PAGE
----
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Bigi Alt

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Study of sewage gives clues about socioeconomic status, habits

A team of researchers from the University of Queensland and the Norwegian Institute for Water Research has found that the study of wastewater sewage can provide clues about the habits of people that live in different areas. In their paper published in Proceedings of the National Academy of Sciences, the group describes their study and what they learned from it.

Prior studies of public wastewater have highlighted the different kinds of drugs people take in different parts of cities, or which household chemicals are making it into people’s bodies. In this new effort, the researchers looked at sewage wastewater in several parts of Australia to learn more about differences in lifestyle between people of different socioeconomic classes.

The study by the team involved collecting and analyzing wastewater from six Australian states over seven days. In all the samples represented wastewater from approximately 21.1 percent of the population of the country. By comparing wastewater contents and location, and using data from the Australian Bureau of Statistics, the researchers detected patterns such as higher coffee consumption in parts of cities where more wealthy people lived. They found the same for vitamin B biomarkers.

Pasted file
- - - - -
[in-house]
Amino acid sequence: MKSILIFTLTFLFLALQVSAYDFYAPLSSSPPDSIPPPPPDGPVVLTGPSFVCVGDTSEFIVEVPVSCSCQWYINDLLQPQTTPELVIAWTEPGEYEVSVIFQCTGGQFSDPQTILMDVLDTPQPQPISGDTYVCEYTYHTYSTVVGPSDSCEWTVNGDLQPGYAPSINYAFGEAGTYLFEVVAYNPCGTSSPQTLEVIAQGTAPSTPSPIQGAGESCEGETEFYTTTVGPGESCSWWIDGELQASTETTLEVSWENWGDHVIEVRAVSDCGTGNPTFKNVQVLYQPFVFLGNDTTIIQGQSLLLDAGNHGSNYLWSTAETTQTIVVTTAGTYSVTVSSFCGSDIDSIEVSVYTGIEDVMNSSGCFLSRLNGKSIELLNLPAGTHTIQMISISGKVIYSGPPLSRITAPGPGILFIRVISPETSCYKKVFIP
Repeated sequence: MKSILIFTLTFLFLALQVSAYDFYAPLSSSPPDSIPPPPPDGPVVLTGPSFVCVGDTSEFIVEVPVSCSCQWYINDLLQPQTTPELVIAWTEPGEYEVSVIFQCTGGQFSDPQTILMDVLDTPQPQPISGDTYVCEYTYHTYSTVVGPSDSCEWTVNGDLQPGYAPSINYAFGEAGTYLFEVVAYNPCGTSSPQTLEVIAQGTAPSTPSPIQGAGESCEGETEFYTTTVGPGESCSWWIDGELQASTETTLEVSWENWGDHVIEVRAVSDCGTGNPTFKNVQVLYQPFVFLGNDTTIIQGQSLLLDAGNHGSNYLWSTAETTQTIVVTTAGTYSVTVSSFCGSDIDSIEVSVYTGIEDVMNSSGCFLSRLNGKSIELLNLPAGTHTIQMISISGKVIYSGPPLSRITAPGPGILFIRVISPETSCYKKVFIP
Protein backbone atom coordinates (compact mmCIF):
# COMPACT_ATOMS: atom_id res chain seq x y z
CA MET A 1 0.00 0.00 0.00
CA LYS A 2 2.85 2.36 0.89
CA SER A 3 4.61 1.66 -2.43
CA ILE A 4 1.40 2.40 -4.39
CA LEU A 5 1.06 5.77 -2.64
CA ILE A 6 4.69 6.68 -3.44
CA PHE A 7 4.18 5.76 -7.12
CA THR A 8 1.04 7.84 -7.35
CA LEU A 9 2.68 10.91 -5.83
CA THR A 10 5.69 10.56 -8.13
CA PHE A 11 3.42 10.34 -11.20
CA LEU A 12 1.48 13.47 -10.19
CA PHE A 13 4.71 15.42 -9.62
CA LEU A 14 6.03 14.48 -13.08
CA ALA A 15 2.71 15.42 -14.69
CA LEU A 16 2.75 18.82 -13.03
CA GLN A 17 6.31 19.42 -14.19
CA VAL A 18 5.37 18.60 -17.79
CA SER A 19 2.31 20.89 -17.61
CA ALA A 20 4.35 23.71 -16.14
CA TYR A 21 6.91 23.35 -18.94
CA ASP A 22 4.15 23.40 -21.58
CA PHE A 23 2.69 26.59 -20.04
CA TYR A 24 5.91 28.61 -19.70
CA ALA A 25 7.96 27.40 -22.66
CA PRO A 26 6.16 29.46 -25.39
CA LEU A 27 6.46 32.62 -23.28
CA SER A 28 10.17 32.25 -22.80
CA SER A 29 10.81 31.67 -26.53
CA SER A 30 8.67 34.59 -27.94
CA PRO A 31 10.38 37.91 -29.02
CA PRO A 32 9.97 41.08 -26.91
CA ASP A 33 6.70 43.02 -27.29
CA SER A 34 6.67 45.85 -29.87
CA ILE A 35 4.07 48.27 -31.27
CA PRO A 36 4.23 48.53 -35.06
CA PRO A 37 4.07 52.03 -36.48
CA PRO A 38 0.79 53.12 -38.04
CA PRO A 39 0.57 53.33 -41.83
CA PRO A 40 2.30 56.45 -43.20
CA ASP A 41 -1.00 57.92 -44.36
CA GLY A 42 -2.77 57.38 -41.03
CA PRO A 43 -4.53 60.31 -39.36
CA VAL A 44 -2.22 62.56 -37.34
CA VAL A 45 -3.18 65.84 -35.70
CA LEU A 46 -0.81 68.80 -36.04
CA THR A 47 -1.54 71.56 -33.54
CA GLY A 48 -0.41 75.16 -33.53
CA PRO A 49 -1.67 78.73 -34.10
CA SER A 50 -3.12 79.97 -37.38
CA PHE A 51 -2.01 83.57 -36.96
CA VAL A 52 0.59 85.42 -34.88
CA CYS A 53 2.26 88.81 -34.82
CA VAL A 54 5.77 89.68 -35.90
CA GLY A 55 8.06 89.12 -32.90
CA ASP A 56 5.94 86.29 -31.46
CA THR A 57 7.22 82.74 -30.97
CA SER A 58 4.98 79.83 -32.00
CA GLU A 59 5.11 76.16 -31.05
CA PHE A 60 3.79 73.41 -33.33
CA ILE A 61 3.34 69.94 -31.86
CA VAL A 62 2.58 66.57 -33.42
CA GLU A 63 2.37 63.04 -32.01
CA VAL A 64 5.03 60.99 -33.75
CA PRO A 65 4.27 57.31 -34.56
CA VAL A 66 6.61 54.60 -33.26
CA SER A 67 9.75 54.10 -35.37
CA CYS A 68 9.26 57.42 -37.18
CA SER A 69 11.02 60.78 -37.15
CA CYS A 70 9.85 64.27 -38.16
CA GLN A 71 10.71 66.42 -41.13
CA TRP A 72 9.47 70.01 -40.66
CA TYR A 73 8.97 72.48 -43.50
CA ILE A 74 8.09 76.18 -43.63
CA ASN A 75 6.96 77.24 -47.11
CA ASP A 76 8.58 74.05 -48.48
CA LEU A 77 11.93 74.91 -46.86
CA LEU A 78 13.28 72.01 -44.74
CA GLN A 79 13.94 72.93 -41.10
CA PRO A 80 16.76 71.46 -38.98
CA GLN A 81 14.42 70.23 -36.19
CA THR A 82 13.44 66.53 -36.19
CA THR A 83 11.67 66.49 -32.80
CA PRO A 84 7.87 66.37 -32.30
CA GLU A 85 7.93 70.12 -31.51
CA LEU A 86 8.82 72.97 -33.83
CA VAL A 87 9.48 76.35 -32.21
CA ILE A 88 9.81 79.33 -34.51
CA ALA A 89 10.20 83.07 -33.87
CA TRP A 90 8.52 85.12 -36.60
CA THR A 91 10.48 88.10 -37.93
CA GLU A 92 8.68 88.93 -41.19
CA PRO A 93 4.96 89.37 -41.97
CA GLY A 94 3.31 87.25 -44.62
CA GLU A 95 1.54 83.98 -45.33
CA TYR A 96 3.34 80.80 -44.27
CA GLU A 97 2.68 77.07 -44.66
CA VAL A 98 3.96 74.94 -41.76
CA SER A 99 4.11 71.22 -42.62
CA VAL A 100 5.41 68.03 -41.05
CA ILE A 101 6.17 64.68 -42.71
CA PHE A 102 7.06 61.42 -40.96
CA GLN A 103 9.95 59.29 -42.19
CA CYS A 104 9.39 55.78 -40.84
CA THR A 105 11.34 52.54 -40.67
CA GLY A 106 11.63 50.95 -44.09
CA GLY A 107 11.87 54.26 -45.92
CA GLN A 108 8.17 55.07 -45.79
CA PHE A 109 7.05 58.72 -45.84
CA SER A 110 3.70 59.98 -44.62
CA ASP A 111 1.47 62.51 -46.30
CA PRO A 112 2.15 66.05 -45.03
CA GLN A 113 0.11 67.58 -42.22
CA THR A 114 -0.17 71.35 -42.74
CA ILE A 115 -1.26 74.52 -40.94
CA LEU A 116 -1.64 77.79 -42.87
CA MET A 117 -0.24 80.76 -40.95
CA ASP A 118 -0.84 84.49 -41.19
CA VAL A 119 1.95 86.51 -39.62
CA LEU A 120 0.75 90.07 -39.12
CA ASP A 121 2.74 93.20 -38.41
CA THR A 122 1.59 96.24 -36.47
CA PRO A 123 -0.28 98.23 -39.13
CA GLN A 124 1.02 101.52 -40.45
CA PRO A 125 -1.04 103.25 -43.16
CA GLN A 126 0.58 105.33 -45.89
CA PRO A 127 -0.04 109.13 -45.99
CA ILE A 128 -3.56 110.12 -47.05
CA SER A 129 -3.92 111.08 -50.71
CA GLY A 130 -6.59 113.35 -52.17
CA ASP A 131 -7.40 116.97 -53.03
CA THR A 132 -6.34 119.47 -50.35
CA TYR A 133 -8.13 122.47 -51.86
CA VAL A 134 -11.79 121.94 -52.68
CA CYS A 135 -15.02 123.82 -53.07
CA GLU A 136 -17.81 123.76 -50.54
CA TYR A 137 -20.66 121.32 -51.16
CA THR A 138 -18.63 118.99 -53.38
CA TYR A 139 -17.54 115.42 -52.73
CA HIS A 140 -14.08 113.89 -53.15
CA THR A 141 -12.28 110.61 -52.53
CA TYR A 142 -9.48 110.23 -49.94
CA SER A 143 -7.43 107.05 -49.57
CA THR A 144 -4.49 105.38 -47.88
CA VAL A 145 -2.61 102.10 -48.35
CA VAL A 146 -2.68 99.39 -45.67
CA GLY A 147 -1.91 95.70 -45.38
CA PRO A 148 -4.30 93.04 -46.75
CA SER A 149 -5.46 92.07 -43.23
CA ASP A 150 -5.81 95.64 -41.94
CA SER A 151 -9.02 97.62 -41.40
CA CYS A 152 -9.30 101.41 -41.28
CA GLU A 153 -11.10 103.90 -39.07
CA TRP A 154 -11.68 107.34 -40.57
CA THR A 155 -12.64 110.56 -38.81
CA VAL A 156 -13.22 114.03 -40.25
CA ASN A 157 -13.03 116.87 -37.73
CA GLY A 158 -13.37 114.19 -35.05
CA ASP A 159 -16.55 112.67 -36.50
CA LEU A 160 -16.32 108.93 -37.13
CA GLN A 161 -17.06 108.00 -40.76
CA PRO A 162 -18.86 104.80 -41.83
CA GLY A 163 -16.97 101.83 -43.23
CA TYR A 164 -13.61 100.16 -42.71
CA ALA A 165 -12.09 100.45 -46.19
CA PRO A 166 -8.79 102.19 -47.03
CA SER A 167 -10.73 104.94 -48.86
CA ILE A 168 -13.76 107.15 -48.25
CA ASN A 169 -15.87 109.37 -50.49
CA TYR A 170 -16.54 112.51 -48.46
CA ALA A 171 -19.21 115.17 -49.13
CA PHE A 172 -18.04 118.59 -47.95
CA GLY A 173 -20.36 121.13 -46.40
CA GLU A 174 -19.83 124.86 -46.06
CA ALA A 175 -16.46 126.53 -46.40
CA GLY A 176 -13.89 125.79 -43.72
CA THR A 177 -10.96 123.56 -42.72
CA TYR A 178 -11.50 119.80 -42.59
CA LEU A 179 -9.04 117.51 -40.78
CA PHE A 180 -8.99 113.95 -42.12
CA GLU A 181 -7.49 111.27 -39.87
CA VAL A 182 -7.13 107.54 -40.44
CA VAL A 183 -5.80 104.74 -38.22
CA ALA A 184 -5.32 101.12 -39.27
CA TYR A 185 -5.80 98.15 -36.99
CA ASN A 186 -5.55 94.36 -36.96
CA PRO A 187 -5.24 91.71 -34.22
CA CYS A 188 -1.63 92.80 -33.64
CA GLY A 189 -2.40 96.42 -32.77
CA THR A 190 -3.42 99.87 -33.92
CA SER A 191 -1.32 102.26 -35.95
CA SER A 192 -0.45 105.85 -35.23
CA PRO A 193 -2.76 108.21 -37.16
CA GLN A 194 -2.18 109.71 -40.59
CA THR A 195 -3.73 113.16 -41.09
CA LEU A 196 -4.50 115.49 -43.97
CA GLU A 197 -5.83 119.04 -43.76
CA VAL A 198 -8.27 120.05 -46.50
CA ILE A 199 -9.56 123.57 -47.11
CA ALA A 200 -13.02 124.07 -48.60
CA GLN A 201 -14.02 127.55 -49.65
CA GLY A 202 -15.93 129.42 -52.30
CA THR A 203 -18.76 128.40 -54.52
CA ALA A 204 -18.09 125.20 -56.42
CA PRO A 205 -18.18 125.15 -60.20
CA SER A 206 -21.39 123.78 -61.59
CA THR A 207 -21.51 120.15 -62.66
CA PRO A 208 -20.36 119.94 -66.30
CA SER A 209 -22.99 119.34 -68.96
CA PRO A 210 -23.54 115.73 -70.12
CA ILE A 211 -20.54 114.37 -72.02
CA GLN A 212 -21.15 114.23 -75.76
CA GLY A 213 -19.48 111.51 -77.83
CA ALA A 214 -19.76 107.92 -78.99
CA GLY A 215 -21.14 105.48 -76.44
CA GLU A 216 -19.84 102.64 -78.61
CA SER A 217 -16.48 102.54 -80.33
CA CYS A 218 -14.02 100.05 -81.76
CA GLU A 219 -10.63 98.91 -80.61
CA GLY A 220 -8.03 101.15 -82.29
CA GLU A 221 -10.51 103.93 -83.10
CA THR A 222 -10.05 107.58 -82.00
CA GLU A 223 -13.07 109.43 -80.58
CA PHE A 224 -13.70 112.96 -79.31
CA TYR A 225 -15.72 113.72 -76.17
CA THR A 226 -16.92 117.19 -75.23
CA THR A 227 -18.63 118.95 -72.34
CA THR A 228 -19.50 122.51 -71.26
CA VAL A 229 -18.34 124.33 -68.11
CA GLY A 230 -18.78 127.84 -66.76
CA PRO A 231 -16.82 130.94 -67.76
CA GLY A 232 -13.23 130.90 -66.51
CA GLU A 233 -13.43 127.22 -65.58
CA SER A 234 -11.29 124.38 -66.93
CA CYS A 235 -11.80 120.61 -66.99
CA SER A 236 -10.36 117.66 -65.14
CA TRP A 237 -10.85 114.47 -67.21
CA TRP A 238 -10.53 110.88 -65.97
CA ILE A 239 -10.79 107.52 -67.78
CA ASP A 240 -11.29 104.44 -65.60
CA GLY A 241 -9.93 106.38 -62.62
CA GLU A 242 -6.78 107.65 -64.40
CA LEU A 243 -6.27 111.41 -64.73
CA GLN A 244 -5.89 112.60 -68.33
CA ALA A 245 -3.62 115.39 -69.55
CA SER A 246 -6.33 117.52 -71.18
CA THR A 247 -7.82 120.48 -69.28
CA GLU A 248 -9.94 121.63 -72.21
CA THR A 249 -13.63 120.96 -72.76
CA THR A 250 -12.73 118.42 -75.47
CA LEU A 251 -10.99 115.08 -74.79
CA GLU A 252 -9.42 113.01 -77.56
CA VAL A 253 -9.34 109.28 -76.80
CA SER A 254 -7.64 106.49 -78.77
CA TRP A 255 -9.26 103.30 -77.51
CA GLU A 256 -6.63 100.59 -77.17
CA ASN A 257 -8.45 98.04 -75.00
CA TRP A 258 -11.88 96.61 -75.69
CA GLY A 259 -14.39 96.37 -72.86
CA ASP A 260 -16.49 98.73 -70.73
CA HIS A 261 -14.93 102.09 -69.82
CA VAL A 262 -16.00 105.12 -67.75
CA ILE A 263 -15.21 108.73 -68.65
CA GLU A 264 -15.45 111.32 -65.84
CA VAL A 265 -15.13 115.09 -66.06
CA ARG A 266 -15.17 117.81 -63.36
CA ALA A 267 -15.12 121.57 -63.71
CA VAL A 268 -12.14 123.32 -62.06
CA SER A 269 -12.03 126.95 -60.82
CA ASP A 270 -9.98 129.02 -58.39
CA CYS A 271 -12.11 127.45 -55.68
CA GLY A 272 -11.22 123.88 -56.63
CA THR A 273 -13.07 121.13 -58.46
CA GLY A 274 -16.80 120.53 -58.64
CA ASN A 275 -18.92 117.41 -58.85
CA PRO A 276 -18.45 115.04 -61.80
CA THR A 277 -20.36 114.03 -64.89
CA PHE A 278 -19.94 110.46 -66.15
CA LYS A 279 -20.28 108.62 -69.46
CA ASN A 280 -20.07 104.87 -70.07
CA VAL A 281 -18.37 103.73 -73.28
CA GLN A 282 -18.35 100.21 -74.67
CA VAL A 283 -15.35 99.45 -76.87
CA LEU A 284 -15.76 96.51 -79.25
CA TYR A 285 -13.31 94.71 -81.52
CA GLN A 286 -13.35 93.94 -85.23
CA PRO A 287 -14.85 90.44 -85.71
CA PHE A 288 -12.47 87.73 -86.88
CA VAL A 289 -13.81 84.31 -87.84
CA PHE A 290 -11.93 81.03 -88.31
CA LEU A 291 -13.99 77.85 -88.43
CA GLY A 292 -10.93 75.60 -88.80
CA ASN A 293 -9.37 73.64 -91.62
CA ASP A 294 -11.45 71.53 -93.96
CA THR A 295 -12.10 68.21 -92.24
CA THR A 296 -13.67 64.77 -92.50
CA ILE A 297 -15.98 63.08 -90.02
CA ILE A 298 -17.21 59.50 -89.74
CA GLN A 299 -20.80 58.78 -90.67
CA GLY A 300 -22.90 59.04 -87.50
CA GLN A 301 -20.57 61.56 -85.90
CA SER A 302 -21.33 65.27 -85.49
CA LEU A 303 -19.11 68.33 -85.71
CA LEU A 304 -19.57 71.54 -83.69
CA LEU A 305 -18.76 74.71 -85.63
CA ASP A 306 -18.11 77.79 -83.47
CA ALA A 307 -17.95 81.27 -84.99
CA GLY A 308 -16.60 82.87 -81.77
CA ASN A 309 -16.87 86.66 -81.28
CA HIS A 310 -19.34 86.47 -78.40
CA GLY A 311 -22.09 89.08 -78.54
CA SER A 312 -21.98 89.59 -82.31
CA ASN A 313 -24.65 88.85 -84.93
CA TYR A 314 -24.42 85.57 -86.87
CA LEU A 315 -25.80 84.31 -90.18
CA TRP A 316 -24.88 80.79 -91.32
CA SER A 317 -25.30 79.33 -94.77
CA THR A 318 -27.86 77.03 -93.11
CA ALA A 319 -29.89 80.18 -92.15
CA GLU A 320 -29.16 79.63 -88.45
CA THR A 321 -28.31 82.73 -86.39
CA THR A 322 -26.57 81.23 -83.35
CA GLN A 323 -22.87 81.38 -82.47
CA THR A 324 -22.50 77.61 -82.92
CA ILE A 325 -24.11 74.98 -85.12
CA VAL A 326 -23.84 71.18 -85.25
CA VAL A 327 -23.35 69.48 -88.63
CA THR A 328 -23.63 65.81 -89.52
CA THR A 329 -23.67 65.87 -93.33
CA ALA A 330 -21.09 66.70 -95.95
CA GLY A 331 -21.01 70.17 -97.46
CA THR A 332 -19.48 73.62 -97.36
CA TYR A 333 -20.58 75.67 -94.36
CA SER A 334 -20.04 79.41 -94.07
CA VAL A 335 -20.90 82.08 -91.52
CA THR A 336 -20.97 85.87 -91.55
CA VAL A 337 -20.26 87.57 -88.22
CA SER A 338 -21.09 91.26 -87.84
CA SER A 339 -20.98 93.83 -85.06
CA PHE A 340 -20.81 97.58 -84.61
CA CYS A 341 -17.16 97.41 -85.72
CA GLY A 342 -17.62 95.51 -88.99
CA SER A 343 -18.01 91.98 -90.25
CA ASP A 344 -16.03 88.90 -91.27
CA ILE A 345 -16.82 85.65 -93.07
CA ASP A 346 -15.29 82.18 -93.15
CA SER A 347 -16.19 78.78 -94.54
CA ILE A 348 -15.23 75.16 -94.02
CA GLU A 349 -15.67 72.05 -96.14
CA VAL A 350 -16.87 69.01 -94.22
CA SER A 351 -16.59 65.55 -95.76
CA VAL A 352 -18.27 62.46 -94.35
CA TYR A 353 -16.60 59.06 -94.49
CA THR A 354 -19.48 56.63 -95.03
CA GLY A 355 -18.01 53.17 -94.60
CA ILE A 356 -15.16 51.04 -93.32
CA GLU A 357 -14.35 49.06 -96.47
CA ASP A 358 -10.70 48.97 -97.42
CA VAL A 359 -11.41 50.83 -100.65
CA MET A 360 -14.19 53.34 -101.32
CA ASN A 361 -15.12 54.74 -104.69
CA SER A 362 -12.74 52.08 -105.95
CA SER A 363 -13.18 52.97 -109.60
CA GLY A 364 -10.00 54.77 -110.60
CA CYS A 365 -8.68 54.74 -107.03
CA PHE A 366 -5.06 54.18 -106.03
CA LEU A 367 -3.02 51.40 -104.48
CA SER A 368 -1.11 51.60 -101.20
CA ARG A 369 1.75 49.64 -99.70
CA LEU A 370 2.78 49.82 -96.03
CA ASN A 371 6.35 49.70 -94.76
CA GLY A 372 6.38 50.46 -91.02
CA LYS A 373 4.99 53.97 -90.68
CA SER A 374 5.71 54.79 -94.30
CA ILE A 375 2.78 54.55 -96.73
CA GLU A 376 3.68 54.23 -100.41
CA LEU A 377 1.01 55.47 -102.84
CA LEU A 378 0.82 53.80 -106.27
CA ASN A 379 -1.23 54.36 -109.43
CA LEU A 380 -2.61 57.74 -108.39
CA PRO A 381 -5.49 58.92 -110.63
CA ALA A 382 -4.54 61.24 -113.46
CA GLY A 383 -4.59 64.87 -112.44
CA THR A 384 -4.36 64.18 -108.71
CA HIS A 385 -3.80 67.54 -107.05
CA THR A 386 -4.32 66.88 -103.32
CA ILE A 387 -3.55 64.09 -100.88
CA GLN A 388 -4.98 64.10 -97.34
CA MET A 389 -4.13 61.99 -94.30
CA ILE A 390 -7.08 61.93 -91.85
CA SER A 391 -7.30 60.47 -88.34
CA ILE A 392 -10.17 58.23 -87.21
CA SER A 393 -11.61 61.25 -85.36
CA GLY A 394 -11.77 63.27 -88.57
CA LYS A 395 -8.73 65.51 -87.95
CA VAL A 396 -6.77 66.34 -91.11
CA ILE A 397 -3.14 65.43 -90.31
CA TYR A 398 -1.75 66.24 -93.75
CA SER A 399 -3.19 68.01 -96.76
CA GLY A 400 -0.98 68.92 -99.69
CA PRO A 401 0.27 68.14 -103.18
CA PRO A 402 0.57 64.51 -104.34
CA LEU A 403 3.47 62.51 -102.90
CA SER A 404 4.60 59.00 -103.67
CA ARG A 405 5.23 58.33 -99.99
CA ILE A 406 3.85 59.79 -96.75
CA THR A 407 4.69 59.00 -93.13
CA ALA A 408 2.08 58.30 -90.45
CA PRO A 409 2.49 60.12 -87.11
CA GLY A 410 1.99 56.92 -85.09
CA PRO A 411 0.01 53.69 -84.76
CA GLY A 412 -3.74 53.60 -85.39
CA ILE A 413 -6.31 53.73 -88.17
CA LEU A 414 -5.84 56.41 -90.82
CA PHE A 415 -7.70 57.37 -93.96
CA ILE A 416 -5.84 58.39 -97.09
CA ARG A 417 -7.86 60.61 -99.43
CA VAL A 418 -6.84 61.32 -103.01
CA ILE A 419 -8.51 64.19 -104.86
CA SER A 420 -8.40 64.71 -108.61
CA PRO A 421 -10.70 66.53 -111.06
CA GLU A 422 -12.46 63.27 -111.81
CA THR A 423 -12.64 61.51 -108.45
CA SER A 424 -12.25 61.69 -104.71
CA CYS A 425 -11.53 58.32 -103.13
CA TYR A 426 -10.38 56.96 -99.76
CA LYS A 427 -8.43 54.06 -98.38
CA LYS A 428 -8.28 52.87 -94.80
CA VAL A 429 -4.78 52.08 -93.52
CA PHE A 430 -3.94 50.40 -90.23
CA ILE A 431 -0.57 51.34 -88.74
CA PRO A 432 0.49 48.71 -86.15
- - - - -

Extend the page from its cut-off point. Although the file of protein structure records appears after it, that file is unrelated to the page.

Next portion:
The researchers also found that people in less affluent parts of the country tended to consume more alcohol. They also reported that dietary fiber and citrus consumption was lower for people who did not finish high school compared to those with managerial jobs. And they found that people living in poorer sections of the country tended to take more antidepressants and opioids. Also, they found that socioeconomic status did not appear to be a factor in the amount of antibiotics or artificial sweeteners people consumed—though the drugs atenolol, pregabalin, and tramadol were more popular with lower-income groups.

The researchers acknowledge that there was a certain degree of error in their measurements due to factors such as interactions between chemicals in wastewater. There was also no way to measure output of material in the wastewater, such as whether a large number of people were consuming a small amount of something, or if just a few people were consuming a lot. Still, the researchers suggest their results show that education and occupation have not only a dietary impact, but also influence certain life choices.


Phys.org 2019

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